Thursday, January 13, 2011

Images of India

After a trip to Kenya about three years ago, I realized that my greatest regret was not having a camera worthy of the shots I was snapping; lions on the hunt, water buffalo migrating and elephants enjoying communal baths. Therefore, I did my research and learned all I could about pixels, ISO capabilities and image processors for color reproduction. Then, the ideal moment arrived and, at long last, I got myself a monster of a camera. With my acquisition, I was entirely certain that I would never again have another missed photo-op plaguing me throughout the duration of my photoshopping, printing and framing life.

Well, guess what I forgot to take to India? My f*cking camera.

I DID, however, remember to bring enough medicine to restock a pharmacy, enough clean underwear to cover the bottoms of a small nation and enough hand sanitizer to wipe out an entire colony of flesh eating bacteria. Yet, I forgot my camera. And now back home- I still have a full suitcase of unused pills, serums and sprays- but what I don't have are the photographs on the camera that I had painstakingly spent months and months learning how to use. Not one. And why? Cause I forgot my camera.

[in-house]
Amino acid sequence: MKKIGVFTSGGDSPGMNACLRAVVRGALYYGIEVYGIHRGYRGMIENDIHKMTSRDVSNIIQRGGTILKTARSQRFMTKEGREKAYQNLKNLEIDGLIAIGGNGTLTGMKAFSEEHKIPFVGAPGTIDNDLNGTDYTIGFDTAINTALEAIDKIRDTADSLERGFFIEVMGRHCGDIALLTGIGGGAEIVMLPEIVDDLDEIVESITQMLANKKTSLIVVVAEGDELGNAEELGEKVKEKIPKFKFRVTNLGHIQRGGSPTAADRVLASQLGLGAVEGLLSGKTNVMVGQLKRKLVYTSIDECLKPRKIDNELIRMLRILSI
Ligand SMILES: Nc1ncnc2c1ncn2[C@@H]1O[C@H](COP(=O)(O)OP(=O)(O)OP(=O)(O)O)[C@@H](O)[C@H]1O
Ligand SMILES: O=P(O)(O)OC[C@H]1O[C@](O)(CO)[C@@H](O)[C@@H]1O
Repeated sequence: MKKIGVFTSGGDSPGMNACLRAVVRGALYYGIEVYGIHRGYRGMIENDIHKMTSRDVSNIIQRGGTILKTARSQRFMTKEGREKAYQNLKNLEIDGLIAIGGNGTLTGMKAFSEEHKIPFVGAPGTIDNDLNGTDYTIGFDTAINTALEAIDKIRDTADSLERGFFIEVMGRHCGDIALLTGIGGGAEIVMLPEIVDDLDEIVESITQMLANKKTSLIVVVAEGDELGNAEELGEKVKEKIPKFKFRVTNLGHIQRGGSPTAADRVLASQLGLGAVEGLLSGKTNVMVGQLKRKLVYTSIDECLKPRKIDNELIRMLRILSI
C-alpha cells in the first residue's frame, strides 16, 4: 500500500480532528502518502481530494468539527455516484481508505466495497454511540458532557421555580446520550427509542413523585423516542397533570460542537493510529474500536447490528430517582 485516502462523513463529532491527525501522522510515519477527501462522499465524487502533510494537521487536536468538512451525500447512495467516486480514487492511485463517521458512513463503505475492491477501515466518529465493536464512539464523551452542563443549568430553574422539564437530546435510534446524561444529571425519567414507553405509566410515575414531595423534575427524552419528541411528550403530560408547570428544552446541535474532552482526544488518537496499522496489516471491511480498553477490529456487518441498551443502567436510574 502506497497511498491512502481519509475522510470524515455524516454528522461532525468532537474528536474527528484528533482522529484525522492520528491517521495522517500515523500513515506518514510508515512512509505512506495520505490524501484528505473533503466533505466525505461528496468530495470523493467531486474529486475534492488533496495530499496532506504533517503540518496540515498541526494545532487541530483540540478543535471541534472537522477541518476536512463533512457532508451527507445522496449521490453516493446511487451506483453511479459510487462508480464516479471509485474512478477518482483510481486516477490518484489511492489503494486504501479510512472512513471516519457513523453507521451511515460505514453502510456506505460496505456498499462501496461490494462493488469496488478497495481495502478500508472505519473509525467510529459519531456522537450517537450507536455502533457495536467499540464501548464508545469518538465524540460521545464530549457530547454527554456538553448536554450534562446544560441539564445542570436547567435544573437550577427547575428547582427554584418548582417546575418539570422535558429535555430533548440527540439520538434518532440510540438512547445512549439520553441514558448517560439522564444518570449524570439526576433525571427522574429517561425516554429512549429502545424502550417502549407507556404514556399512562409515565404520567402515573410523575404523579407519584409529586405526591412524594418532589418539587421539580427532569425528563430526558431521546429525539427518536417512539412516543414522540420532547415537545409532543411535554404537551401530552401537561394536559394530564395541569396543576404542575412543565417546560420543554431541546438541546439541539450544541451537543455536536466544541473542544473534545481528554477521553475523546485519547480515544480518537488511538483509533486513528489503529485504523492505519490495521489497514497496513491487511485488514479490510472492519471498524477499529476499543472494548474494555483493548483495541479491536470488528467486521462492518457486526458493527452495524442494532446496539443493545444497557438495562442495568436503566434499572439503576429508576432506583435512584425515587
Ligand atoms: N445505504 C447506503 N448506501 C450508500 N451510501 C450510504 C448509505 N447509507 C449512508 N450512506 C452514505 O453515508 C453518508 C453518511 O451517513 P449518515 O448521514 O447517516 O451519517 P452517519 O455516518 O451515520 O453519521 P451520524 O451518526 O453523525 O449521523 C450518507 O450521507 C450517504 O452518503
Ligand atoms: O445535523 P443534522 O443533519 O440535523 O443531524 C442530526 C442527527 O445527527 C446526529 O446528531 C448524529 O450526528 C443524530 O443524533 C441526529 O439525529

Luckily, my sister had her point-and-shoot with her. And even though she left it on the plane as soon as we landed (I guess absentmindedness is genetic, after all)- a man from the flight crew was compassionate enough to look through our snapshots, identify the two tall blondes in the photos, wait for us outside baggage claim and relinquish the object to its rightful owners- simply out of the goodness of his heart. (told you…I love Indians!)

Point is- we still managed to get a number of great photos- so here they are…

Tuesday, January 11, 2011

भारत गणराज्य* a.k.a. India

I went to India and did everything I could in the short time I was there. Then, I came back from India…and now I am sitting here wishing to g-d that I had stayed longer.

Nothing I had read- and nothing I was told- could have prepared me for that country. My expectations- although not completely off base, were misguided. I expected to feel suffocated and uneasy- to be agitated. Instead, I felt tranquil. Everything around me was sheer pandemonium, yet inside- complete stillness. I was happy in India- it agreed with me.

The major cities are crowded and dirty- but the crowds are swathed in dazzling colors that dot the streets like little bits of sunshine. I didn't see the litter and pollution- I saw the silk shawls and satin saris waving in the wind, brushing the feet of the women walking in their hand-woven leather sandals. India smells- but it smells alive- a powerful mixture of spice and stink in the air- so potent that its hard to discern what it is coming from or where it is going – and you never know whether the next waft will make your stomach moan with hunger, or completely rob you of your appetite.